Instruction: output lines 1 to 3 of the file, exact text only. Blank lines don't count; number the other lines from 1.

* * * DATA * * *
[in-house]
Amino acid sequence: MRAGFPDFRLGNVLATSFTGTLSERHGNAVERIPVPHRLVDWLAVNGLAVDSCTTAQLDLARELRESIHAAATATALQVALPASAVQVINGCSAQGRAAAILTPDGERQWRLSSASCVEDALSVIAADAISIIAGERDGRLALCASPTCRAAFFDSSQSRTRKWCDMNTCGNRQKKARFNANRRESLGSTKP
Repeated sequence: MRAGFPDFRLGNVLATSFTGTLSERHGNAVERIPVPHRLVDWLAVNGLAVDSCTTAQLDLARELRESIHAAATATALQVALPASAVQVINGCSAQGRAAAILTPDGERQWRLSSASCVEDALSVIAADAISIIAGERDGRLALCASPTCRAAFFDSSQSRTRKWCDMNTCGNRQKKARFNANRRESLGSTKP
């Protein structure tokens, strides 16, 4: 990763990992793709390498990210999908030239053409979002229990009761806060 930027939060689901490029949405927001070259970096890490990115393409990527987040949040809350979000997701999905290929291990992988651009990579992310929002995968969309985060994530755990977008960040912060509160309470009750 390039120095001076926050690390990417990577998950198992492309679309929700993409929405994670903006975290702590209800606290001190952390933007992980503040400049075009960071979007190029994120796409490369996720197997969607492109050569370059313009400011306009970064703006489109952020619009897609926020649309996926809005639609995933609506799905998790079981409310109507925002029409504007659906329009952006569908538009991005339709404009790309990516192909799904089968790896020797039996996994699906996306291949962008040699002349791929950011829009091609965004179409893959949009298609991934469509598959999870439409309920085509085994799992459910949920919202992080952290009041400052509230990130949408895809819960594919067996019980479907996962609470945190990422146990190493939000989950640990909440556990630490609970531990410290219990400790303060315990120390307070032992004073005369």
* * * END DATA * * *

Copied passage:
[in-house]
Amino acid sequence: MRAGFPDFRLGNVLATSFTGTLSERHGNAVERIPVPHRLVDWLAVNGLAVDSCTTAQLDLARELRESIHAAATATALQVALPASAVQVINGCSAQGRAAAILTPDGERQWRLSSASCVEDALSVIAADAISIIAGERDGRLALCASPTCRAAFFDSSQSRTRKWCDMNTCGNRQKKARFNANRRESLGSTKP
Repeated sequence: MRAGFPDFRLGNVLATSFTGTLSERHGNAVERIPVPHRLVDWLAVNGLAVDSCTTAQLDLARELRESIHAAATATALQVALPASAVQVINGCSAQGRAAAILTPDGERQWRLSSASCVEDALSVIAADAISIIAGERDGRLALCASPTCRAAFFDSSQSRTRKWCDMNTCGNRQKKARFNANRRESLGSTKP